Rose holds Mickey's hands on the park bench, as Mickey's explaining that he's not so very slow as to think that she'll leave the Doctor -- and that he knows damn well it would be a shitty, unfair request: "But I just need something, yeah? Some sort of promise that when you do come back, you're coming back for me." That's valid. I'm proud of this moment. There's a low rumble in the distance, and Rose perks up: "Is that thunder?" Mickey, still under the impression that he signifies: "Does it matter?" "No" and "More than you," respectively.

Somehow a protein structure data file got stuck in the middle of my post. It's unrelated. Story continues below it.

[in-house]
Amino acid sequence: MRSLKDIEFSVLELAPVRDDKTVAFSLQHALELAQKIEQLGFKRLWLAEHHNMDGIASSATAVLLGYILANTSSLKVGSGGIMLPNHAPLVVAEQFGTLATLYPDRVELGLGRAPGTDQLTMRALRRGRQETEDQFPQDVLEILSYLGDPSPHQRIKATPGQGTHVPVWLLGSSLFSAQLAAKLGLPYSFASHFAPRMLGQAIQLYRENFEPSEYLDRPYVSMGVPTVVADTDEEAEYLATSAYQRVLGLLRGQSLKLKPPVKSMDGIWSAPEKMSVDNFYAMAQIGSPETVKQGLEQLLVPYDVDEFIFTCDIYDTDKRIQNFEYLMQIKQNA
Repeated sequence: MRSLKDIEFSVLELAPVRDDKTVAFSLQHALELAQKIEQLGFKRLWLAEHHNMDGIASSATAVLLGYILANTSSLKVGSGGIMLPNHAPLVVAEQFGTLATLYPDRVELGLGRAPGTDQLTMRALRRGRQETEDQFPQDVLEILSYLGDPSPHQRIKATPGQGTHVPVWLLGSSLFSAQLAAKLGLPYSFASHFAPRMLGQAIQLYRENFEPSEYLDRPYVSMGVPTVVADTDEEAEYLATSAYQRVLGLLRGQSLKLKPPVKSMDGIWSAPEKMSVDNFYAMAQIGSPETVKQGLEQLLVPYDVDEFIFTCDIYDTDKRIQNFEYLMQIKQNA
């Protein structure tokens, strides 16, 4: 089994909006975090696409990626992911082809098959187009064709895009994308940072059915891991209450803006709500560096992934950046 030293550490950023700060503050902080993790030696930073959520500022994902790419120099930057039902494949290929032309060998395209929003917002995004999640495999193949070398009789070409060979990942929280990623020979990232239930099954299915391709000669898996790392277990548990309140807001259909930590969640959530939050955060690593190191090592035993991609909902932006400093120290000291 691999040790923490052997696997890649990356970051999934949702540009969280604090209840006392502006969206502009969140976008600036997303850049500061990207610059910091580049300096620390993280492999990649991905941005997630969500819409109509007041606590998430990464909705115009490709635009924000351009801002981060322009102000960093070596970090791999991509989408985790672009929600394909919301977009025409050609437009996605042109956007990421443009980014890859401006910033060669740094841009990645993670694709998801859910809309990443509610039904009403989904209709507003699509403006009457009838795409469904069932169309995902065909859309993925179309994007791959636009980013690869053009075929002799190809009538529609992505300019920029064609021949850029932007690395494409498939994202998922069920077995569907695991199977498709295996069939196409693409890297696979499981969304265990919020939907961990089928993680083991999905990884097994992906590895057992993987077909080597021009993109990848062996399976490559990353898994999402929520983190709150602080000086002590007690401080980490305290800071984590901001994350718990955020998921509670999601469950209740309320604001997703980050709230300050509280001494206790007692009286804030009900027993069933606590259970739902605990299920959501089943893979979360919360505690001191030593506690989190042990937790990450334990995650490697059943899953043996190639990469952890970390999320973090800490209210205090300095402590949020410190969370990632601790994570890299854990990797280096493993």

What were the movies about the gay dudes on the mountain? The Lord Of The Rings? My favorite book has always been The Two Towers, and here's why: It's Sam's prerogative to hate Gollum; he's there to protect Frodo, and that's like his entire function. Gollum's the Slitheen: he's there to show Frodo what happens if you're not careful, and what his future looks like, and why that's scary. But hating Gollum is not Frodo's responsibility: loving him is. And no matter how many times Frodo tries to explain this, people look at him like he's crazy, but that's Gollum to Frodo: how easy he could have been like that. How Gollum's a sign of the potential inside Frodo, growing stronger every day. And the quickest way to hurry that transition up is to ignore the truth of that fact -- pushing Gollum off a mountainside like Sam wants to do is just another way of praying for a blank slate, and Frodo's too strong for that, and that's why I love The Two Towers. Gollum stays Gollum; he's not redeemed -- the snake is still a snake no matter whose pocket it's in -- but that isn't the point. The point is that Frodo knows better, and couldn't tell you why, because he's the special one that can do the job, because he's visited by grace. (Albeit a certain kind of grace than ends with him committing elfin suicide.)